Police said that the man had kept the snakes, some of which were venomous, inside a cage in his house. 

One of the deceased man's neighbours, after not seeing him for a day, had gone to check in on him. 

The neighbour told the police that he peeped into the house through a window after no one answered the door and saw the man, 49, lying on the floor unconscious. 

He then decided to call 911 for help. When emergency services arrived and examined the man, he was found to be dead.

Police added that the cause of death is yet to be determined, adding that "no obvious signs of foul play have been found so far."

“Inside the house, more than 100 venomous and non-venomous snakes of different varieties were discovered in tanks situated on racks,” the Charles County Sheriff’s Office said, per the report.

The man had kept different types of snakes in his house, including pythons, rattlesnakes, cobras and black mambas, police said, adding that animal control officials were examining the snakes.

The chief animal control officer of the county told police that they had "not encountered an incident like this in more than 30 years of experience."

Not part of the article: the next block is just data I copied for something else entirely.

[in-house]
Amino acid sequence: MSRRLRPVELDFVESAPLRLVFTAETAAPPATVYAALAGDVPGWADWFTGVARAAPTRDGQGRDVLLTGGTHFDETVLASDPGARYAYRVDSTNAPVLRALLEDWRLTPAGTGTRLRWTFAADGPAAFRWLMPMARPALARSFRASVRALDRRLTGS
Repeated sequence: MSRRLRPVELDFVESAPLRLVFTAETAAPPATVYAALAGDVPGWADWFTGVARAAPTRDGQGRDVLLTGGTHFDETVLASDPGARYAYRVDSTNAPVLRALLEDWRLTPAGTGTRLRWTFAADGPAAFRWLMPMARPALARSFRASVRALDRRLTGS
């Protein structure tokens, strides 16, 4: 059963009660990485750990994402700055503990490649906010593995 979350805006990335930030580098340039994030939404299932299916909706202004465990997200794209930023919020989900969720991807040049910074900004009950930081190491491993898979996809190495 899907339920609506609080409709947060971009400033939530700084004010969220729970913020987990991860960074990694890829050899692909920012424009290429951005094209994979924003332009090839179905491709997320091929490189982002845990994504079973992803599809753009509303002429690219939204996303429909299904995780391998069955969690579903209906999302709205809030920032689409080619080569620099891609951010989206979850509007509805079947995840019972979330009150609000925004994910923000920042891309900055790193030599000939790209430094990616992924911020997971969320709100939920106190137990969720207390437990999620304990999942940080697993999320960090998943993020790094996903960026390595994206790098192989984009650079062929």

“Charles County Animal Control is coordinating rescue efforts relating to the reptiles with assistance from reptile experts from North Carolina and Virginia,” the police said.

It should be noted that Maryland's law prohibits people from keeping snakes as pets.

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EU re-establishing ‘minimal presence’ in Kabul

Embassy is being opened after five months

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EU re-establishing ‘minimal presence’ in Kabul

The European Union on Thursday announced it had begun re-establishing a “minimal presence” in Kabul to facilitate the delivery of humanitarian aid in Afghanistan.

“Our minimal presence in Kabul must not in any way be seen as recognition” of the Taliban government there,” EU foreign affairs spokesman Peter Stano said in a statement. 

“This has also been clearly communicated to the de facto authorities,” he added.

Afghanistan is in the grip of a humanitarian disaster, worsened by the Taliban takeover in August that prompted Western countries to freeze international aid and access to billions of dollars worth of assets held abroad.

The country was almost entirely dependent on foreign aid under the previous US-backed government, but jobs have dried up and most civil servants haven’t been paid for months.

No country has yet recognised the Taliban, with most watching to see how the hardline Islamists -– notorious for human rights abuses during their first stint in power -– restrict freedoms.